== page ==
One bowl of porridge is always reserved for the Christmas elf which is called a nisse. It is bad luck to forget to leave a bowl of porridge for the nisse in the attic or on the doorstep as nisses protect the home throughout the year. After dinner, when plates are cleared, the youngest child will check on the bowl of porridge left for the nisse and is delighted, as always, to discover that the bowl has been licked clean. Another mystery. The main meal is usually roast pork or goose. Although turkey is available in Denmark it has never caught on as a meal for the holidays. The meat is served with baked dried fruit, potatoes and braised red cabbage. When the leisurely dinner is finished (and in Denmark meals are leisurely) and the dishes have been washed it is time to gather around the Christmas tree which has been kept out-of-view in one of the rooms of the house. Each year one member of the household is assigned the privilege of decorating the year’s tree. The door is opened and guests are greeted with the festive tree adorned in twinkling candles. There is always agreement among those gathered that this year’s tree is the most beautiful which makes the year’s decorator blush with pride. Or wine. Gifts are exchanged in a rotating fashion so that everyone has the chance to see what everyone else has received. Gift-giving is modest in the Danish home at Christmas, three or four gifts at most for each person. The real pleasure is all the preparation leading up to the holiday and the company of loved ones. Gift-giving is usually followed by cards, conversation and brandies among the adults. Younger children are finally put to bed and around midnight it isn’t unusual for the table to be laid with a snack (several choices of cut meats, breads, fruit, cheeses, nuts and cakes.)
On Christmas Day, many people enjoy a long walk or attend Christmas Mass followed by- you guessed it- more food. This is the biggest buffet of the year and the meal will last most of the afternoon. Neighbours will come and go during the day and join the feast. Although I miss the tradition of the Danish Christmas I enjoy celebrating two Christmases each year – Danish on the 24th and Canadian on the 25th. And the buffet? That’s moved to the 26th.
Danish Rice Pudding (Dessert)
1/2 a cup short grain rice
3 cups whole milk
seeds from one vanilla bean
1/4 cup chopped almonds
1 ½ cups whipping cream, whipped together with 1 tbs. sugar
cherry sauce, heated
Boil rice with milk, vanilla and almonds. Takes about 45 minutes and be careful to stir the bottom now and then, so it does not burn. Let the porridge cool completely. Mix the cold porridge with the whipped cream and keep it in the fridge. Heat the cherry sauce. Serve in glass dishes.
Pork in Aspic (Recipe from South Jutland, Denmark)
2-3 lbs. pork (ribs with all the meat on or loin)
3 medium onions
2 tbs. salt
2 tbs. sugar
8-10 bay leaves
1 tbs. black pepper corn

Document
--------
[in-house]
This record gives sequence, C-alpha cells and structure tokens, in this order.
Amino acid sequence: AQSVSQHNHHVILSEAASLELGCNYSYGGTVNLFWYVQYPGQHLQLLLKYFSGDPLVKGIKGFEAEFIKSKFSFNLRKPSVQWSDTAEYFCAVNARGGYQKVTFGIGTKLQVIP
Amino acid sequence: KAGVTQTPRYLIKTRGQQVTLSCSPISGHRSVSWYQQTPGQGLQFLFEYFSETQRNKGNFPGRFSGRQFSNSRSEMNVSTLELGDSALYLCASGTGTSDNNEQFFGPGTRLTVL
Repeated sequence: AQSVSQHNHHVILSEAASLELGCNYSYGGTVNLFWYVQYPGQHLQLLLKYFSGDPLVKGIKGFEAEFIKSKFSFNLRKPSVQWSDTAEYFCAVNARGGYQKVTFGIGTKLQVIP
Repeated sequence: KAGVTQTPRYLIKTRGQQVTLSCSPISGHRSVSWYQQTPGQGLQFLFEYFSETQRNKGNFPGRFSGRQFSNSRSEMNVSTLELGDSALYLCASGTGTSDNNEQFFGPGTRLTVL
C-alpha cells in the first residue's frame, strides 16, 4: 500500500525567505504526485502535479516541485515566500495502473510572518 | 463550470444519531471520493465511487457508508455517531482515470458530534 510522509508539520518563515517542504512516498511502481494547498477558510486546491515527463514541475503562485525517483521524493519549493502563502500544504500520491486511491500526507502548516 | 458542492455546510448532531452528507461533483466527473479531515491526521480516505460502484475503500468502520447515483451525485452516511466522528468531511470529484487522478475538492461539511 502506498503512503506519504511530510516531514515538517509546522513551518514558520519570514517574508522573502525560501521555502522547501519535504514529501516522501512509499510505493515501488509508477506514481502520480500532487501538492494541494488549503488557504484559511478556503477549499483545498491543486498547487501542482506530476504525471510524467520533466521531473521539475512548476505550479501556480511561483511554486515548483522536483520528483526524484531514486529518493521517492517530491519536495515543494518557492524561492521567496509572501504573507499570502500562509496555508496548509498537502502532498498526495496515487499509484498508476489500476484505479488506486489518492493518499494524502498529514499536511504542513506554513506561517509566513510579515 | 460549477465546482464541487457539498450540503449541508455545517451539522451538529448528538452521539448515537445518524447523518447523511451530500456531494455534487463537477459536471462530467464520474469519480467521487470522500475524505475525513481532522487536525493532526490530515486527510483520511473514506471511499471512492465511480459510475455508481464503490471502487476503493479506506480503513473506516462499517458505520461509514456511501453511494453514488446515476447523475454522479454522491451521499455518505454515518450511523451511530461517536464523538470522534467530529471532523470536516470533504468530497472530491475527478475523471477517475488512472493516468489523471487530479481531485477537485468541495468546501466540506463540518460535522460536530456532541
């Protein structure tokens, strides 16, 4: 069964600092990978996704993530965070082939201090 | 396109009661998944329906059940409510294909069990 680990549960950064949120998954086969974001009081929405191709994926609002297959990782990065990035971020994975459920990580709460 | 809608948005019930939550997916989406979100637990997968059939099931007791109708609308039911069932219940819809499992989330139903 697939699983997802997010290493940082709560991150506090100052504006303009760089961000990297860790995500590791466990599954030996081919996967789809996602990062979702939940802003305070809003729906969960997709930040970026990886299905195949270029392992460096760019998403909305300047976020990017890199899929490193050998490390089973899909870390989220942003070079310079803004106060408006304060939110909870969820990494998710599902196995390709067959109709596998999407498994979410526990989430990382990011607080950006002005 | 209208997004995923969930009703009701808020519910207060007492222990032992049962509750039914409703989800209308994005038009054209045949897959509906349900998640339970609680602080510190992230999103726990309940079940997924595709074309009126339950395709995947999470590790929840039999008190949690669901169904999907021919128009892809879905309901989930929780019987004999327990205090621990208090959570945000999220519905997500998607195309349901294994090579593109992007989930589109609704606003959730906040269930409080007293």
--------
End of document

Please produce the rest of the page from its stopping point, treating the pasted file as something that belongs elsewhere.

two third water & one third white vinegar (see under preparation)
Place the pork, cut in serving portions, in a large pot. Add one third vinegar and two third water, just enough to cover the meat. Add sugar, salt, pepper corn and bay leaves and let come to a boil. Then simmer for 45-60 minutes, or until meat is tender. Don’t remove the fat! Remove meat from liquid and place in a flat container. Dissolve your gelatine powder in cold water or as described on the package. Balance the flavour of your stock with sugar or more vinegar to your taste. Measure your liquid and add the amount of gelatine required. Pour over the meat, cover and refrigerate immediately. When cold the fat will form a film over the meat and you can keep this dish in the fridge for a week. In Denmark it is served with braised red cabbage or pickled red beets and rye bread.
Roasted Christmas Goose
6-8 lbs. Goose (6-8 servings)
1 lb. dried prunes, soaked overnight in orange-juice
4 medium onions ( cut in quarters)
½ lb. of butter
1 litre whipping cream
salt & pepper
Preheat the oven to 350F. Peel and core apples. Cut in cubes and mix with the prunes. Clean the goose outside and inside. Remove the loose fat and save, it will make a great tasting spread. See for instructions at the end of this recipe. Butter the inside and sprinkle with salt and pepper. Stuff with the apple and prunes and sew the opening together with kitchen string. Butter the skin and sprinkle with salt and pepper. Place either directly in the roasting pan or on a rack in the roasting pan. Add one cup hot water and place in the oven. Baste the goose every twenty minutes to ensure a crispy skin surface. Roast for two and a half hour. Transfer all the juices into a pot and return the goose into the oven for another half hour. Run the juices through a strainer. Add the whipping cream and boil down until half the portion. Thicken with cornstarch and balance with salt and pepper to taste. Now you are ready to dress up# the goose, making paper cuffs for the legs. Place a spruce branch on top. Place the goose on a large serving platter and do the carving at the table. Serve with boiled potatoes, braised red cabbage, which you can buy already made and greens like beans or broccoli or brussels sprouts.
The fat that you removed should be washed and then stored in cold salty water in the fridge overnight. Next day, dry the fat and melt it in a pot together with shredded apples and onions. Remove the pot, just when the onions and apples start turning golden brown and store in the fridge. Use as a spread on your bread together with cheese, salami or shaved ham.
Klejner (Danish cookies)
4 cups flour
1 cup butter
¼ cup cream #
½ cup sugar
½ tsp. salt
½ tsp. baking soda
¼ tsp. vanilla extract
Canola oil for deep frying
Mix all ingredients into a dough. Let rest for an hour. Roll into a 1/8 inch. thick sheet. Cut into long 1 inch wide strips. Cut diagonally across the strips to get longish diamonds. Make a longitudinal slash. Pull one end of the diamond through the slash to form a half knot. Deep fry until golden brown and let drain on absorbent paper. Do not forget that when they are golden they are finished.